For all my many kitchen successes, the omelette has been the one epic failure in my culinary repertoire.  In the recent half-decade, I can remember four separate attempts at omelette-making, and all resulted in my throwing in the towel and just scrambling them in frustration.

Enter Julia Child.  I decided it was time to conquer my fear of omelettes.

I read the passage in her cookbook about omelette-making, reread it again, and still didn't quite have the grasp I needed to pull it off.  I am a visual learner, you see, and the pictures just weren't doing it for me.

Enter www.youtube.com and Julia Child Makes Omelettes.  A quick search pulled up a six-minute video of Julia making omelettes, and that provided the visual I needed.  I watched it three times before I felt the confidence to proceed.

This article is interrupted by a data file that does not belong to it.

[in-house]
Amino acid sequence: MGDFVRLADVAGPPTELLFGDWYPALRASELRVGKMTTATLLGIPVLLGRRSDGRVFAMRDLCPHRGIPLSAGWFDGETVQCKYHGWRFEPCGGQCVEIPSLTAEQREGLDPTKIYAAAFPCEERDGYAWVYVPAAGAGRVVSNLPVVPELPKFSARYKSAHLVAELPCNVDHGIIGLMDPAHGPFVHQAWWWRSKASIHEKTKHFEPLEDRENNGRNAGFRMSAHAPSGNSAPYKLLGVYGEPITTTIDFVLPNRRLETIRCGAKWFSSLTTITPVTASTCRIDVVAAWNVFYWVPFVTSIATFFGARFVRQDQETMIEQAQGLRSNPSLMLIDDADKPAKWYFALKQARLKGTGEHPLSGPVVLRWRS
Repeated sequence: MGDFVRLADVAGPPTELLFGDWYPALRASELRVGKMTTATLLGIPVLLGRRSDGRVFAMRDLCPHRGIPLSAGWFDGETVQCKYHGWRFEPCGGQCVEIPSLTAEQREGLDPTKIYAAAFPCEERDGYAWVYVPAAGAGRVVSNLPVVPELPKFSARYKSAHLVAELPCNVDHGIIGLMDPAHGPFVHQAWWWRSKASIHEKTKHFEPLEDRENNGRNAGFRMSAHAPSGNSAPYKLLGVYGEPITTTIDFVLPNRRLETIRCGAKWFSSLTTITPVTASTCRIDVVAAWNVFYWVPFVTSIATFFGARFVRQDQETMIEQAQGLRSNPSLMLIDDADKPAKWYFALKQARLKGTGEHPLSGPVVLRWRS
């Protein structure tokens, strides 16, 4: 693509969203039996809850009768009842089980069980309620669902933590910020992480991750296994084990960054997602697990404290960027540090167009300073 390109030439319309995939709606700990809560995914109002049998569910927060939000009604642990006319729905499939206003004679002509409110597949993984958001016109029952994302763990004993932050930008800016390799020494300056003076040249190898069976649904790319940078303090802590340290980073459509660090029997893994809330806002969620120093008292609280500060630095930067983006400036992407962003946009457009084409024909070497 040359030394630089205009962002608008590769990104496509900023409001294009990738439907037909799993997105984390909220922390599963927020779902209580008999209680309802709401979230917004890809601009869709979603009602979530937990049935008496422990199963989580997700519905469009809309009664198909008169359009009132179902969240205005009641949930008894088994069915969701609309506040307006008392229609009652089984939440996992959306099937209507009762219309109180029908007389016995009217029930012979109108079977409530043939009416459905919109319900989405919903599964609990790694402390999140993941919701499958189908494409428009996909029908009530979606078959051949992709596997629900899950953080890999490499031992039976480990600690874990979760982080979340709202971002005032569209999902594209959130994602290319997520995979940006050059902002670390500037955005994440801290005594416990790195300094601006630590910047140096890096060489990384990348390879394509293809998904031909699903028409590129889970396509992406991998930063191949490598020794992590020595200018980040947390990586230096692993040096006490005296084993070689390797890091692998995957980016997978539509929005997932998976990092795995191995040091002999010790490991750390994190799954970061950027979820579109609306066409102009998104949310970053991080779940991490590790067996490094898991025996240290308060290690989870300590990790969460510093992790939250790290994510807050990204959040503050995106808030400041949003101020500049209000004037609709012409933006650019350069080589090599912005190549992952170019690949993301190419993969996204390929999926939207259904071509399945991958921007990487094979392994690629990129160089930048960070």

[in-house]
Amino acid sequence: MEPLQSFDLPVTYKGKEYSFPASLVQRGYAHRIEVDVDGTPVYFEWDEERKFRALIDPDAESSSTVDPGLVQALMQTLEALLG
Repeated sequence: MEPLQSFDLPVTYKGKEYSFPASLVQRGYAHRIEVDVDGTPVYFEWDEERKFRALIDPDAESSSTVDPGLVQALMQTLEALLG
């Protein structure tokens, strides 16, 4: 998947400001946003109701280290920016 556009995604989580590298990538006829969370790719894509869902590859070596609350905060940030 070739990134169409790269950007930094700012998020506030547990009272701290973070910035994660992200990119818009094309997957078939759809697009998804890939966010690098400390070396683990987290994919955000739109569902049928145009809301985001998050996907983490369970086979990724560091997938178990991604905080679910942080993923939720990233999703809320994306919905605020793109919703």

First, I assembled my army, as seen here.  Eggs and butter are the essentials, obviously.  Ham and cheese are the extras.  Oh, and the empty bottle of Tassel Ridge wine in the background?  Not part of the list of ingredients!
After heating the small 7-inch pan, I melted a pat of butter, letting it foam.  The heat is important...the butter pretty much needs to sizzle and melt on contact.  When the foam subsided, I poured in my two eggs (beaten).  Eggs cook rather quickly, and after five or so seconds, mine looked like the above.  Right around here is when I swirled my pan in a circular motion several times over the heat to distribute the uncooked eggs.